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Rocaltrol (Calcitriol)

The total content of iron in the adult body is only 3 to 5 gm. Most of this iron is present in hemoglobin, a protein that consists of an iron-containing compound, heme, attached to a protein, globin. Hemoglobin is carried in the circulation in the red blood cells. It picks up oxygen in the lungs and transports the oxygen to the tissues so that oxidation reactions can take place in the cells. From the cells the hemoglobin carries carbon dioxide to the lungs to be exhaled.
Myoglobin is an iron-containing protein similar to hemoglobin and is present in muscle tissue. Iron is also a constituent of many enzymes that are required for the use of glucose and fatty acids for energy.
Iron salts are relatively insoluble, and the proportion absorbed from the gastrointestinal tract is small and varies widely. The amount absorbed depends upon the body’s need for iron. The well-nourished adult absorbs only 5 to 10 per cent of the iron in his diet, but somewhat larger percentages are absorbed by children during periods of rapid growth, by pregnant women, and by people who have anemia.
Iron salts are more soluble in acid, so most of the absorption takes place from the upper part of the small intestine. The amount of iron absorbed depends also upon the food source. In general, heme iron (that is, iron occurring in meats) is much more efficiently absorbed than is non-heme iron (from plant foods.) Vitamin С improves the absorption of iron, as do also the organic acids present in some fruits. The iron in plant foods is somewhat less absorbed than that in animal foods. Antacid medications interfere with the absorption of iron.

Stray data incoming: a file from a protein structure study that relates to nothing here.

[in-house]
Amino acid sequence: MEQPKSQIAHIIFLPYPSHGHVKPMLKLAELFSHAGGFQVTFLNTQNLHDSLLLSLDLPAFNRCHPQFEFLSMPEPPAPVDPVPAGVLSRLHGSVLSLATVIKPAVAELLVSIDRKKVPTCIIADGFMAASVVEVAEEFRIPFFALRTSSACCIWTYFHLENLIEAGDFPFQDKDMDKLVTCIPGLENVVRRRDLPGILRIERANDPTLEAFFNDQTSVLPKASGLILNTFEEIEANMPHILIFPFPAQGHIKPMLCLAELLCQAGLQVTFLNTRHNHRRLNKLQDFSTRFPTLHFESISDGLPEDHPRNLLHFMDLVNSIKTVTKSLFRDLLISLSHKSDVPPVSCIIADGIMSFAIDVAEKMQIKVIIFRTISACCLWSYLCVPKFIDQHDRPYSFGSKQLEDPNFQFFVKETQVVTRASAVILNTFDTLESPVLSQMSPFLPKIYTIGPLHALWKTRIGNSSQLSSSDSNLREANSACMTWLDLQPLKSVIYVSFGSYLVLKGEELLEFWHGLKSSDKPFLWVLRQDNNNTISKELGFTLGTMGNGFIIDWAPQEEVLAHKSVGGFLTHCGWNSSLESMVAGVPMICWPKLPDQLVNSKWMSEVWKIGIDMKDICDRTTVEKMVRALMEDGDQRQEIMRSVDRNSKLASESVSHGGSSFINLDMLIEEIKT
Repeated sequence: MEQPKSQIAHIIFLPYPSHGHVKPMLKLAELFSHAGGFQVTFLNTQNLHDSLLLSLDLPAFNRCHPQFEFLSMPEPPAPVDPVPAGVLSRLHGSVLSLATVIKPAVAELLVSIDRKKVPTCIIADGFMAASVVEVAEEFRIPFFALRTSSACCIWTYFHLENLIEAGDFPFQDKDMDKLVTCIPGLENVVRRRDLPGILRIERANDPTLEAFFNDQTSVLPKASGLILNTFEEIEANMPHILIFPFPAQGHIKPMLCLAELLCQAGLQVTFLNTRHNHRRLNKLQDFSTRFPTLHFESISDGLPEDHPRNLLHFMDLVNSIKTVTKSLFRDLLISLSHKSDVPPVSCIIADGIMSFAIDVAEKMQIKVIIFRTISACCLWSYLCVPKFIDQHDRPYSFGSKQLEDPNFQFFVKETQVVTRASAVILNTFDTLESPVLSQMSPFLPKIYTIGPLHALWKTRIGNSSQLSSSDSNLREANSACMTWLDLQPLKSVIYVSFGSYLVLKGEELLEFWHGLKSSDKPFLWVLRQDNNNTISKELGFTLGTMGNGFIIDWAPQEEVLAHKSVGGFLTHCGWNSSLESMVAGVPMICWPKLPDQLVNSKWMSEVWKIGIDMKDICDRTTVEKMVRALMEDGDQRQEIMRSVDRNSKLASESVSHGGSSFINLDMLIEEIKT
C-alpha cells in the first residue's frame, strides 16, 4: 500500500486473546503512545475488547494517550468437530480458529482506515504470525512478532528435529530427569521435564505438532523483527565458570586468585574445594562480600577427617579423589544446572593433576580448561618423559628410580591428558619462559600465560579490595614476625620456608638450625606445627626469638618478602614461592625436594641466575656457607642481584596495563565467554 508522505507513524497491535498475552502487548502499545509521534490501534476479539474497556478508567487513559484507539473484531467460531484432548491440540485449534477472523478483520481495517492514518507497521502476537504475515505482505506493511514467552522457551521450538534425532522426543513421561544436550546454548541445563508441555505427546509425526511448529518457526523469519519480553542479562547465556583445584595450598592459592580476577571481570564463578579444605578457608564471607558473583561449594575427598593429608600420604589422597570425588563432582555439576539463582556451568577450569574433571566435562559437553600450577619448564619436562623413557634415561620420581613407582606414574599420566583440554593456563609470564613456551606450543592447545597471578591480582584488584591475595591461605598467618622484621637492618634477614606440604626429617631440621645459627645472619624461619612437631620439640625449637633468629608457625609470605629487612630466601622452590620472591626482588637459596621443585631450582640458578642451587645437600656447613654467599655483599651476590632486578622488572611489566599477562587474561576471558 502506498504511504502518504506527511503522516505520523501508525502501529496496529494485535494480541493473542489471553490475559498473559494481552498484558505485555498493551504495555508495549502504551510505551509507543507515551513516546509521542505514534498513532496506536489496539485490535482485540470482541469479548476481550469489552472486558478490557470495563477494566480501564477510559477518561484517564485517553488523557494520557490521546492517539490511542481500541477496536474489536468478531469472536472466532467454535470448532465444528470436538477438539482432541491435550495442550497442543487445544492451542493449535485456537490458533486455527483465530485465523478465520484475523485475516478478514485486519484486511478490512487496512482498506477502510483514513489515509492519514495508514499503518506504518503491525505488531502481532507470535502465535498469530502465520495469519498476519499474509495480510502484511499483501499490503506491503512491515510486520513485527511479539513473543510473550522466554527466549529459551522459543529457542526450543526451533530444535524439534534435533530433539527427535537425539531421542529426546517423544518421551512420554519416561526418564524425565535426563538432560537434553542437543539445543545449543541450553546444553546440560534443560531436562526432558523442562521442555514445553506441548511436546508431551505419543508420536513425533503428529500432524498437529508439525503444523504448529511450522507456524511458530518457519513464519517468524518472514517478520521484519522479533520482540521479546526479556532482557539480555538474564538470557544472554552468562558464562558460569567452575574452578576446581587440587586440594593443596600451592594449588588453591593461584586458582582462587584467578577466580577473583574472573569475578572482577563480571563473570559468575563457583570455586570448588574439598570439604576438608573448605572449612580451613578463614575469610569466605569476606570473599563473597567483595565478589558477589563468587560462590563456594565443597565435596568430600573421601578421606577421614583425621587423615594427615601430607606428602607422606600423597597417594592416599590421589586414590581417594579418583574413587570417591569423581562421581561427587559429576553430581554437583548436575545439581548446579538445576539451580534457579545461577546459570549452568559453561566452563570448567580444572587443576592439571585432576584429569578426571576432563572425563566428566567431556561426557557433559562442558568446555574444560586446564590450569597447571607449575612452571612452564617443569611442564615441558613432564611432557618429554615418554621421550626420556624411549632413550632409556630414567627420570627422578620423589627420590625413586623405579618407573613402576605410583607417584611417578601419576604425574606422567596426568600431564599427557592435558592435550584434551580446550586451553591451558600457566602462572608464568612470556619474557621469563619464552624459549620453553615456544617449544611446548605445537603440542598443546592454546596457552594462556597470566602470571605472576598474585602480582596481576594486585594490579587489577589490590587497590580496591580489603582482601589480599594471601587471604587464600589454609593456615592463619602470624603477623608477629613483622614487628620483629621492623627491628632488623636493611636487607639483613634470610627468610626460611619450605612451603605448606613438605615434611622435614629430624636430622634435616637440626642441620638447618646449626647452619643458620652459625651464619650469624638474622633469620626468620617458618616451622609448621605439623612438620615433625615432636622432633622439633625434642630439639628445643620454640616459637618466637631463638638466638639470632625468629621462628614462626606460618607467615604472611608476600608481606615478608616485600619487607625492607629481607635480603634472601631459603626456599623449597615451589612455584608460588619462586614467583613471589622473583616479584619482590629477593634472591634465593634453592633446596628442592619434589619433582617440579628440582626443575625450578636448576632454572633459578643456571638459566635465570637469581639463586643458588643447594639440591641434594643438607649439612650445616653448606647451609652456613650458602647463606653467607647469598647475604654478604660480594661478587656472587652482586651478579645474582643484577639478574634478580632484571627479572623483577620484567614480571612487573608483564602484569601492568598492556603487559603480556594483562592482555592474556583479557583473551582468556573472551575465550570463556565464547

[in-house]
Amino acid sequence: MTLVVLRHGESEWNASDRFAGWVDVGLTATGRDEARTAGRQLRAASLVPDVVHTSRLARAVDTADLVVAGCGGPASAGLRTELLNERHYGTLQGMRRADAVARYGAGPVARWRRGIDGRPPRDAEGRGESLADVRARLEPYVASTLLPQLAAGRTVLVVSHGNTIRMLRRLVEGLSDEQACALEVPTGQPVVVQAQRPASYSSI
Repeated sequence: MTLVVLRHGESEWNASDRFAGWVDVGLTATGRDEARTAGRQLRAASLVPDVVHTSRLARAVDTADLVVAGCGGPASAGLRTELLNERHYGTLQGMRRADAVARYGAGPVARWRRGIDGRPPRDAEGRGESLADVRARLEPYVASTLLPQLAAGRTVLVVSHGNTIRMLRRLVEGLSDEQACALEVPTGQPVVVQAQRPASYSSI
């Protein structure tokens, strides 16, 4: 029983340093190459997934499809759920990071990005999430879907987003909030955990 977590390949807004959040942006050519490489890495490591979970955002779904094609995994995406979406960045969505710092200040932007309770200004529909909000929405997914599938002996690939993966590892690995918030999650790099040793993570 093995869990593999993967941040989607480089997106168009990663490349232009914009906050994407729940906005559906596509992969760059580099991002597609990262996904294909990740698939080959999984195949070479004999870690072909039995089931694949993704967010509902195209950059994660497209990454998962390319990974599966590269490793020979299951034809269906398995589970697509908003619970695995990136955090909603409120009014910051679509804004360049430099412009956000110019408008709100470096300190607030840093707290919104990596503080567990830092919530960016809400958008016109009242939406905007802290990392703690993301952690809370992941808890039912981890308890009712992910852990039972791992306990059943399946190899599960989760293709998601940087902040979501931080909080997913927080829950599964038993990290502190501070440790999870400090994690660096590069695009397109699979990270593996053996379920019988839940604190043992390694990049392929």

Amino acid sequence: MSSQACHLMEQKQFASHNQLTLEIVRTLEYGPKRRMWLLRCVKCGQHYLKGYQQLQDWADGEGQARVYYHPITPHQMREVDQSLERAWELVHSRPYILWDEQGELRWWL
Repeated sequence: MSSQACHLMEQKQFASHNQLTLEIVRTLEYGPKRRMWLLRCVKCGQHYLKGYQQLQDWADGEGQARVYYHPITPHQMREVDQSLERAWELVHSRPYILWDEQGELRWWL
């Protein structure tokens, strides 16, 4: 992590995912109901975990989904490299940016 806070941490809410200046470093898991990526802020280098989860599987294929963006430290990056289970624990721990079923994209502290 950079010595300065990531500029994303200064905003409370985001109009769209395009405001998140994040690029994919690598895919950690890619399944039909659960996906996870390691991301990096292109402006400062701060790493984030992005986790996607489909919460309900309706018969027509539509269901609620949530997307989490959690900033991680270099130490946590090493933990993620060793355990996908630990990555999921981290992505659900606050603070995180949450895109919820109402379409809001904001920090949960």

Iron is used very economically by the body. When the red blood cells are destroyed after their normal life-span of about 120 days, the hemoglobin is broken down. The iron that is released is used over and over again.
Small amounts of iron are lost daily in perspiration, in the sloughing of cells from the skin and mucosal membranes, in hair and nail clippings, and through excretion in the urine. These losses account for 0.5 to 1 mg iron per day. Menstrual losses are about 15 to 30 mg per month, or an average of 0.5 to 1 mg per day.
Daily allowances
The allowance for the well-nourished woman is 18 mg iron per day, whereas that for the healthy man is 10 mg. Infants and children need liberal intakes of iron to take care of the expanding blood circulation as they grow.

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